Monday, November 24, 2008

World Philosophies by Ninian Smart (Oliver Leaman, ed.)

It appears to be a well-established norm in the blogosphere that one takes advantage of the opportunity provided by the medium to inform others of one's work, both in-progress and published. Of course there's often the accompanying ritualistic apologia by way of acknowledging the fact one recognizes the provision of such information is an act of self-promotion. I think there's nothing wrong with (or to be ashamed or embarrassed about) letting others know of such work, particularly insofar as an intimate acquaintance with it will bring substantial benefits! In this case, the material is principally the product of someone else: the late Ninian Smart, and I've made only a very modest contribution. It's the second edition of his World Philosophies (2008), edited by Oliver Leaman. Ninian was my undergraduate and graduate teacher in the Department of Religious Studies at the University of California, Santa Barbara, some years ago, and a dear friend. I was asked by Oliver to update and expand the bibliography (now over eighty pages), which covers philosophies and religions in a geo-historical and globally sensitive manner. The publisher's webpage for the book describes it as follows:

"World Philosophies presents in one volume a superb introduction to all the world’s major philosophical and religious traditions. Covering all corners of the globe, Ninian Smart’s work offers a comprehensive and global philosophical and religious picture. In this revised and expanded second edition, a team of distinguished scholars, assembled by the editor Oliver Leaman, have brought Ninian Smart’s masterpiece up to date for the twenty-first century. Chapters have been revised by experts in the field to include recent philosophical developments, and the book includes a new bibliographic guide to resources in world philosophies. A brand new introduction which celebrates the career and writings of Ninian Smart, and his contribution to the study of world religions, helps set the work in context."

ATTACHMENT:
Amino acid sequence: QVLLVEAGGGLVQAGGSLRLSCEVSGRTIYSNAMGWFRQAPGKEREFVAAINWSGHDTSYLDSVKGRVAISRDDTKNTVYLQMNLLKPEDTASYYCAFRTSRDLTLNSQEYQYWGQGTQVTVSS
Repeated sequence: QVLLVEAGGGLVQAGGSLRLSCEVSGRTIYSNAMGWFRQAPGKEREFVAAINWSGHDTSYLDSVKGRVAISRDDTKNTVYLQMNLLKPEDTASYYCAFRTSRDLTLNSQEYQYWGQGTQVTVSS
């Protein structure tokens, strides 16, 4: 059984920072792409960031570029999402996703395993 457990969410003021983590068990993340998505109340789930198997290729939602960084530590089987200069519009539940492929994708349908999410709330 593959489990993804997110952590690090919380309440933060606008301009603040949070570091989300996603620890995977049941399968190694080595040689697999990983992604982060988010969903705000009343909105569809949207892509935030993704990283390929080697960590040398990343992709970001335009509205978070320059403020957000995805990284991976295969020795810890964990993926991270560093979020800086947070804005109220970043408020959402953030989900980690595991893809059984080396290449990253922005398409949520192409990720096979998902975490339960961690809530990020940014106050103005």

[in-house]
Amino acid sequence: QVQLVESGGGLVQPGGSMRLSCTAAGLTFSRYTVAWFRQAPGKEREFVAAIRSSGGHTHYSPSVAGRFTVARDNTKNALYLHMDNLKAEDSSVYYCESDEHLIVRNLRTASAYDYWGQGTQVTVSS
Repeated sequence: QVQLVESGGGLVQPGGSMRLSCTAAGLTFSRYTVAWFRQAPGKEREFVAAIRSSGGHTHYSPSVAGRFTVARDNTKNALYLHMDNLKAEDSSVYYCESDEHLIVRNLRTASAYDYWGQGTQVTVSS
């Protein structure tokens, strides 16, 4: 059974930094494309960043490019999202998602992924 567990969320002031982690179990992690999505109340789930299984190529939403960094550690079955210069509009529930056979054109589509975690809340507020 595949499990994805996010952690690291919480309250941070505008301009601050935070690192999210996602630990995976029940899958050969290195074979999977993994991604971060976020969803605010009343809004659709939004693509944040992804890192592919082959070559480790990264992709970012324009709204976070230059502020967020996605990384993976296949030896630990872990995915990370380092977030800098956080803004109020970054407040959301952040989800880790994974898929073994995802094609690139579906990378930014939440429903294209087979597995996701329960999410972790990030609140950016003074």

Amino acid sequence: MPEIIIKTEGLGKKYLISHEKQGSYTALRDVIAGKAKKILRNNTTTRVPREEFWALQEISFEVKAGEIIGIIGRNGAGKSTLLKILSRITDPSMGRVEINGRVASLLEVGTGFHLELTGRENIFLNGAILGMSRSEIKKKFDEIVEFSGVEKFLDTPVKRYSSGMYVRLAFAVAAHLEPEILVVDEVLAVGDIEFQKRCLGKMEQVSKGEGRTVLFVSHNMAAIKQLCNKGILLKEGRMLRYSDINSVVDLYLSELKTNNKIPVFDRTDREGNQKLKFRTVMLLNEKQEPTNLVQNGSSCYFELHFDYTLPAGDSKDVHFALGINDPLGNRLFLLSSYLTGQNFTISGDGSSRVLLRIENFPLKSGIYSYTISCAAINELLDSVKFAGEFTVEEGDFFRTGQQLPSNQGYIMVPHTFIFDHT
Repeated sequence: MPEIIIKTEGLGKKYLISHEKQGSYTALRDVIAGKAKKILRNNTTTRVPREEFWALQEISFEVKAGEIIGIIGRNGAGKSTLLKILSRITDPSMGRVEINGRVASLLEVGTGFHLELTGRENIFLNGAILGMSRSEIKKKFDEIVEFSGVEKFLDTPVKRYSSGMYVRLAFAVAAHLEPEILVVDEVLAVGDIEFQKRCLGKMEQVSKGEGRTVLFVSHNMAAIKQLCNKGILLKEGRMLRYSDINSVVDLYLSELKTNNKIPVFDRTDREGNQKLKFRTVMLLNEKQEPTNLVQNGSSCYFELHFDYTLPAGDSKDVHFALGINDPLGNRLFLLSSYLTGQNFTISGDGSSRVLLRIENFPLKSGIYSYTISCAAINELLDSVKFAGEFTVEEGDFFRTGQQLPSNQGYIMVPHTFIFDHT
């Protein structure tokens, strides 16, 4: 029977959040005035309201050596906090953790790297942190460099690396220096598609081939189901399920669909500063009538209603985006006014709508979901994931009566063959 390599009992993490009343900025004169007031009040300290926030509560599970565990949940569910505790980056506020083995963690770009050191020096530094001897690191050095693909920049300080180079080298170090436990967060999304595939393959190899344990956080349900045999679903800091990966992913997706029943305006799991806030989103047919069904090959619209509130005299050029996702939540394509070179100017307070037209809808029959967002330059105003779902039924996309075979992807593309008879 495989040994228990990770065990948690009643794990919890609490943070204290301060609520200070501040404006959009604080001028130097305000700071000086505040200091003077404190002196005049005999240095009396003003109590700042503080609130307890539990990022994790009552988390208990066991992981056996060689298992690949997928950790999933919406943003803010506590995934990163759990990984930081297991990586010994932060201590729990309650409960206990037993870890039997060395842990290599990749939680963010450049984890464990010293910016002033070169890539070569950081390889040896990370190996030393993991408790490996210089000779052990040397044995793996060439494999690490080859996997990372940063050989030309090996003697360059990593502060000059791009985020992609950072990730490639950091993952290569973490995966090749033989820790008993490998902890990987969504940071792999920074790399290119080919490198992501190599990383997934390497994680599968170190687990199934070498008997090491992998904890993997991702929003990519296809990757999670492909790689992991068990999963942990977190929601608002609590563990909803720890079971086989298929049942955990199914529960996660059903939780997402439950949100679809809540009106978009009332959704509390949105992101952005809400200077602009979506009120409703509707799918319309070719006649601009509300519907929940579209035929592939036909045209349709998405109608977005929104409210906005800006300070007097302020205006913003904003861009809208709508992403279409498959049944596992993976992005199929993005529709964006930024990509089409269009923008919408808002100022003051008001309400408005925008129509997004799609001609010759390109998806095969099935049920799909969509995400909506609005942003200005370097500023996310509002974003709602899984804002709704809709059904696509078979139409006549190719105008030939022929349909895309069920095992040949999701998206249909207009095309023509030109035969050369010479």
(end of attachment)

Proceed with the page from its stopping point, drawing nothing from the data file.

Alas, this description is not wholly accurate: I am not a "distinguished scholar," although the appellation does apply to my fellow contributors. The book is available in both hardcover and paperback editions and comes with the highest recommendation from yours truly.


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